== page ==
36. DM: Data Mining • DM is a step of the KDD process in which algorithms are applied to look for patterns in data • It is necessary to apply first the preprocessing operation to clean and preprocess the data in order to obtain significant patterns

    37. KDD vs DM • KDD is a term used by Academia • DM is a commercial term • DM term is also being used in Academia, as it has become a “brand name” for both KDD process and its DM sub-process • The important point is to see Data Mining as a process

    38. Steps of the KDD process • Preprocessing: includes all the operations that have to be performed before a data mining algorithm is applied (Chapter 3 ) • Data Mining:knowledge discovery algorithms are applied in order to obtain the patterns (Chapters 6, 7, and 8 ) • Interpretation: discovered patterns are presented in a proper format and the user decides if it is neccesary to re-iterate the algorthms

    39. Architecture of a Typical Data Mining System Graphical user interface Pattern evaluation Data mining engine Knowledge-base Database or data warehouse server Filtering Data cleaning & data integration Data Warehouse Databases

    40. Data Mining: On What Kind of Data? • Relational Databases • Data warehouses • Transactionaldatabases • Advanced DB and information repositories • Object-oriented and object-relational databases • Spatial databases • Time-series data and temporal data • Text databases and multimedia databases • Heterogeneous and legacy databases • WWW

    41. DM Functionalities (1)Concept, class, description • Concept – is defined semantically as any subset of records. • We often define the by concept attribute cand its value v • In this case the concept descriptionis syntactically written as : c=v and we define: • CONCEPT={records:c=v} • For example: climate=wet (description of the concept) • CONCEPT={records: climate=wet} • We use word: CLASS, class attribute for Concept, concept attribute REMEMBER: all definitions are relative to the database we deal with.

    42. DM Functionalities (2)Concept characteristics • Concept C characteristicsis a set of attributes a1, a2, … ak, and their respective valuesv1, v2, …. vk that are characteristic for a given conceptc , i.e. • {records: a1=v1 & a2=v2&…..ak=vk} /\ C is a non empty set • Characteristics descriptionis then syntactically written as a1=v1 & a2=v2&…..ak=vk

    43. Characterization • Describes the process which aim is to find rules that describe properties of a concept. They take the form Ifconcept thencharacteristics • C=1  A=1 & B=325% (support: there are 25% o the records for which the rule is true) • C=1  A=1 & B=417% • C=1  A=0 & B=216%

    44. Discrimination • It is the process which aim is to find rules that allow us to discriminate the objects (records) belonging to a given concept (one class ) from the rest of records ( classes) • If characteristics then concept • A=0 & B=1C=1 33% 83% (support, confidence: the conditional probability of the concept given the characteristics) • A=2 & B=0C=1 27% 80% • A=1 & B=1C=112% 76% • Discriminant rule can be good even if it has a low support (and high confidence)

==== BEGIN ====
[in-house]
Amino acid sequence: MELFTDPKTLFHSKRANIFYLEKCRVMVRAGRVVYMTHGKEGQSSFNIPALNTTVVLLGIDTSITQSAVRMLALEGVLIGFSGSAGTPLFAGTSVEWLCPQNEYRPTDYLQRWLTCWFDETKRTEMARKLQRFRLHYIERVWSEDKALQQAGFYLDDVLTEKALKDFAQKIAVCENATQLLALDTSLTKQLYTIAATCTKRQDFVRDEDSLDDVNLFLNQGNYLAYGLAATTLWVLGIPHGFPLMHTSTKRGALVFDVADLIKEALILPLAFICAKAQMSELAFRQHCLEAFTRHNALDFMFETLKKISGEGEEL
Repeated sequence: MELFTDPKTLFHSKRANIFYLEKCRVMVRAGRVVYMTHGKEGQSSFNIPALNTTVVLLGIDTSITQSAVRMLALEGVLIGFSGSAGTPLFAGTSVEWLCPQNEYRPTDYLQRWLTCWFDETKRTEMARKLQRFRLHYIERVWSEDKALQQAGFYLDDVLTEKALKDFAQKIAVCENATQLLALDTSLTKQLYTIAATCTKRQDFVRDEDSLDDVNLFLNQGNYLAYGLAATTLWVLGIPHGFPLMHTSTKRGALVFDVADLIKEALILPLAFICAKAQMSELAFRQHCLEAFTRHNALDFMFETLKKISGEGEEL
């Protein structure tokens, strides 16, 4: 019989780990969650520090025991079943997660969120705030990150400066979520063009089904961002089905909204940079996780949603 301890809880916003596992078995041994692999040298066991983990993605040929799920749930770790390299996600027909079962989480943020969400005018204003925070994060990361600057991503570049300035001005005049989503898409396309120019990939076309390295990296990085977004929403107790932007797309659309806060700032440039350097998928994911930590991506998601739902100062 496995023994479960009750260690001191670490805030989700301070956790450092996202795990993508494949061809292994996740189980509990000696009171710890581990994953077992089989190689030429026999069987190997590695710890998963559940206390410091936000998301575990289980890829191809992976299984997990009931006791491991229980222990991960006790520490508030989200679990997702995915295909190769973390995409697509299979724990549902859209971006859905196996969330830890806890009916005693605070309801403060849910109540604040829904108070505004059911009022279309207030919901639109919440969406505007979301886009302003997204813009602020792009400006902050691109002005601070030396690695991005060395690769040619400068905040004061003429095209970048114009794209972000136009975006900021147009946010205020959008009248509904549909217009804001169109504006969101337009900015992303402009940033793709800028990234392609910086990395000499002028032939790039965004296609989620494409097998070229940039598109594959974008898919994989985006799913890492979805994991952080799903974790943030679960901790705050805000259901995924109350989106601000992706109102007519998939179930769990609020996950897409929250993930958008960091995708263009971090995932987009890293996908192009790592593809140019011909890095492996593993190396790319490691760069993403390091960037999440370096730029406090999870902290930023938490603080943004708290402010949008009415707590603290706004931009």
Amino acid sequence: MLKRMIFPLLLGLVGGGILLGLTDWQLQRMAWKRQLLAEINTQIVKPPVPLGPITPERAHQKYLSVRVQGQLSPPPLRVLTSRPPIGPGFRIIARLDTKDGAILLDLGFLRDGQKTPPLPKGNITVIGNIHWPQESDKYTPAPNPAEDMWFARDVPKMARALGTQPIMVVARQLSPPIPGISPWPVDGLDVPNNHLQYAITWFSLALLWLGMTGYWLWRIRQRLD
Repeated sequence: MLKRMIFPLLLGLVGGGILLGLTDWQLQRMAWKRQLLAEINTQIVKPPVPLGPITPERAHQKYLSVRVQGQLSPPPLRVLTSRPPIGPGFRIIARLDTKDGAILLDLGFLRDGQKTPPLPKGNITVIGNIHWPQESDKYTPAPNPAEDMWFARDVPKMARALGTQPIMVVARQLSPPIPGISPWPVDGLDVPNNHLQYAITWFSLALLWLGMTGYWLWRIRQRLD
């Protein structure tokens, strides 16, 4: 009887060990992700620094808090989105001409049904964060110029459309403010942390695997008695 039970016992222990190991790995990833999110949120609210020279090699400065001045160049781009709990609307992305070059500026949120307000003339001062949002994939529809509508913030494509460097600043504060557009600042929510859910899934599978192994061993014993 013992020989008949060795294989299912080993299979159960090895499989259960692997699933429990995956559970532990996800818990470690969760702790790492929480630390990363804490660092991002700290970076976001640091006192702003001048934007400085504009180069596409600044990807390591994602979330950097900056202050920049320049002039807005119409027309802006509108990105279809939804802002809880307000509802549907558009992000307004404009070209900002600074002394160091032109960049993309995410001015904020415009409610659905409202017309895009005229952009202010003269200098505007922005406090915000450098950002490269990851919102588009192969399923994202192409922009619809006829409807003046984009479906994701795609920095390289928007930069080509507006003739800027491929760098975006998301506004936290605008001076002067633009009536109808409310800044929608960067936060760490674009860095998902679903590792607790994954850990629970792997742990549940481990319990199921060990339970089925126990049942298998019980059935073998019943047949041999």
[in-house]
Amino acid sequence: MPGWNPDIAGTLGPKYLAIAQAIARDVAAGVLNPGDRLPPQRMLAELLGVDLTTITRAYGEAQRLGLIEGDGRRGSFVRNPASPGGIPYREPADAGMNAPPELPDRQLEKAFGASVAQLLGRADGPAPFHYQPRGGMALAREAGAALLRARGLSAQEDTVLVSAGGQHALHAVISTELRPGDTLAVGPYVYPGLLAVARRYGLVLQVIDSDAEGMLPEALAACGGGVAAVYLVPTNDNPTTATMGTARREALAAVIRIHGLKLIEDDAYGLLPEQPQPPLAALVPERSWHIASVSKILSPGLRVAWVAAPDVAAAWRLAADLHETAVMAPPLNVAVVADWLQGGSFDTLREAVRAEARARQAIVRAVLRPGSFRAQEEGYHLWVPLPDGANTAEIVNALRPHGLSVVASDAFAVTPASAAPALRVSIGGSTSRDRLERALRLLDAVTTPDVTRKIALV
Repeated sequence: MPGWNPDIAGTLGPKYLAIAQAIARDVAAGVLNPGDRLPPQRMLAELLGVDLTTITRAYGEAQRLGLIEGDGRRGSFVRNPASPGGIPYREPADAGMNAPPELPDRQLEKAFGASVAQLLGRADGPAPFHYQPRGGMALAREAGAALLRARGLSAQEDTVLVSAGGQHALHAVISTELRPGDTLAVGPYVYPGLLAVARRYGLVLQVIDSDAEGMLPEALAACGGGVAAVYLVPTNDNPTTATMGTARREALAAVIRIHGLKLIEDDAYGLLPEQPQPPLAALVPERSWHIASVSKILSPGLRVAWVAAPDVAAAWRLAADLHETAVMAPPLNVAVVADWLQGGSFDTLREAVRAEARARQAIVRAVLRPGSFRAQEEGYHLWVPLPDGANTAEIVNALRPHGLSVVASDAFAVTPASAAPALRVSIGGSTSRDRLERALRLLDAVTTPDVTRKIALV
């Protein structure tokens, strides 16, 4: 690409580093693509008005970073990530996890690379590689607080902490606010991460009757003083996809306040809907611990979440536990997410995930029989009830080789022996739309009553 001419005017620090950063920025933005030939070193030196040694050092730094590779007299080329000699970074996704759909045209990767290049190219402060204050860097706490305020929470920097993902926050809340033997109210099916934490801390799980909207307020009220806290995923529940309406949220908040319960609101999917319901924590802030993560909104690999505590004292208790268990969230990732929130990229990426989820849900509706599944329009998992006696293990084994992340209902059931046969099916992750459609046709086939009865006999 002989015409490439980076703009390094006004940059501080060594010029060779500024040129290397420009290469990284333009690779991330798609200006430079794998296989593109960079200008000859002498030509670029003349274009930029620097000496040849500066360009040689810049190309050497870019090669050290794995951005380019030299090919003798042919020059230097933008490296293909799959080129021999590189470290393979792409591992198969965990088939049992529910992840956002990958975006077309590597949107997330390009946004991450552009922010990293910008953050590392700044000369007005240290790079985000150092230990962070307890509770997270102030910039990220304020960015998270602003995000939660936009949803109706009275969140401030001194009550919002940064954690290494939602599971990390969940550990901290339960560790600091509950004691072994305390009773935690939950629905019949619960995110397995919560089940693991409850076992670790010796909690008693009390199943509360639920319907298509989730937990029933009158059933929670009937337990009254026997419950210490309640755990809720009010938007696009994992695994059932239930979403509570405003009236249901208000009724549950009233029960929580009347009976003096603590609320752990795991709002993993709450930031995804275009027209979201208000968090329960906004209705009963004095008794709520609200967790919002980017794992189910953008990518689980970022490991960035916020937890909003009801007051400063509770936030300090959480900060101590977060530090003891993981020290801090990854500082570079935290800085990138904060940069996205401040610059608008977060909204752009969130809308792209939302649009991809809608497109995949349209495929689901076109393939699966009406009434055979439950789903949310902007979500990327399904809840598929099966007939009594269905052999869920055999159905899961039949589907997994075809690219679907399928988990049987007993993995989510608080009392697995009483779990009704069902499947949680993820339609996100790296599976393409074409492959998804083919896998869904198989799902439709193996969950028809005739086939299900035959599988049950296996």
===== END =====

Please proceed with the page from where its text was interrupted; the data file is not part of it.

45. Data Mining Functionalities (3) • Classification and Prediction - Supervised learning • Finding models (rules) that describe (characterize) or/ and distinguish (discriminate) classes or concepts for future prediction • Example: classify countries based on climate (characteristics), or classify cars based on gas mileage and use it to predict classification of a new car • Presentation: decision-tree, classification rules, neural network, Bayes Network

    46. Data Mining Functionalities (4) • Prediction (statistical) - predict some unknown or missing numerical values • Cluster analysis • Class label is unknown: Group data to form new classes- unsupervised learning • For example: cluster houses to find distribution patterns • Clustering is based on the principle: maximizing the intra-class similarity and minimizing the interclass similarity

    47. Data Mining Functionalities (5) • Outlier analysis • Outlier: a data object that does not comply with the general behavior of the data • It can be considered as noise or exception but is quite useful in fraud detection, rare events analysis

    48. Data Mining Functionalities (6) • Trend and evolution analysis • Trend and deviation: regression analysis • Sequential pattern mining, periodicity analysis • Similarity-based analysis • Other pattern-directed or statistical analyses

    49. Classification • Given a set of objects (concept, class) described by a concept attribute or a set of attributes, a classification algorithms builds a set of discriminant and /or characterization rules (or other descriptions) in order to be able to classify unknown sets of objects • This is also called a supervised learning

    50. Classification Models(Chapter 7) • Decision Trees (ID3, C4.5) • Neural Networks • Rough Sets • Bayesian Networks • Genetic Algorithms